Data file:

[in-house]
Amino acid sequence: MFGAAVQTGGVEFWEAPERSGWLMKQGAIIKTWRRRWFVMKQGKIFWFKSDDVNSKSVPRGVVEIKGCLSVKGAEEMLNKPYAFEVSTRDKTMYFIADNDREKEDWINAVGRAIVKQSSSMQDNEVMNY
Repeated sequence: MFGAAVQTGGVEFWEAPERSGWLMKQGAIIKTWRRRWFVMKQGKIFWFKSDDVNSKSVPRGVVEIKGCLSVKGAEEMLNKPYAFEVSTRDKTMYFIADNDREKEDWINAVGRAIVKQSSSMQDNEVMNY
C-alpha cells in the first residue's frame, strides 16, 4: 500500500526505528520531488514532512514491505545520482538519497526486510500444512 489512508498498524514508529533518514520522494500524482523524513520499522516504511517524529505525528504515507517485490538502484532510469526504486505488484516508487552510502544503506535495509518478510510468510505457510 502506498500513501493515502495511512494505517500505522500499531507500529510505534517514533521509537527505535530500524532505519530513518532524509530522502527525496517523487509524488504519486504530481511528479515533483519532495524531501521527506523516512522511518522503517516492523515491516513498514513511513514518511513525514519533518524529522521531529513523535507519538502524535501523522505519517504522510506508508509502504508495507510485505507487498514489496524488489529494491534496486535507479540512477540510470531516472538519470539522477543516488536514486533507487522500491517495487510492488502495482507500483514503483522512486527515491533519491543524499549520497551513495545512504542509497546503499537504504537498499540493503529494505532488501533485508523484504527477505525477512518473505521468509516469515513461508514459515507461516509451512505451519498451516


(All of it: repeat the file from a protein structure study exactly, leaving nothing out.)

[in-house]
Amino acid sequence: MFGAAVQTGGVEFWEAPERSGWLMKQGAIIKTWRRRWFVMKQGKIFWFKSDDVNSKSVPRGVVEIKGCLSVKGAEEMLNKPYAFEVSTRDKTMYFIADNDREKEDWINAVGRAIVKQSSSMQDNEVMNY
Repeated sequence: MFGAAVQTGGVEFWEAPERSGWLMKQGAIIKTWRRRWFVMKQGKIFWFKSDDVNSKSVPRGVVEIKGCLSVKGAEEMLNKPYAFEVSTRDKTMYFIADNDREKEDWINAVGRAIVKQSSSMQDNEVMNY
C-alpha cells in the first residue's frame, strides 16, 4: 500500500526505528520531488514532512514491505545520482538519497526486510500444512 489512508498498524514508529533518514520522494500524482523524513520499522516504511517524529505525528504515507517485490538502484532510469526504486505488484516508487552510502544503506535495509518478510510468510505457510 502506498500513501493515502495511512494505517500505522500499531507500529510505534517514533521509537527505535530500524532505519530513518532524509530522502527525496517523487509524488504519486504530481511528479515533483519532495524531501521527506523516512522511518522503517516492523515491516513498514513511513514518511513525514519533518524529522521531529513523535507519538502524535501523522505519517504522510506508508509502504508495507510485505507487498514489496524488489529494491534496486535507479540512477540510470531516472538519470539522477543516488536514486533507487522500491517495487510492488502495482507500483514503483522512486527515491533519491543524499549520497551513495545512504542509497546503499537504504537498499540493503529494505532488501533485508523484504527477505525477512518473505521468509516469515513461508514459515507461516509451512505451519498451516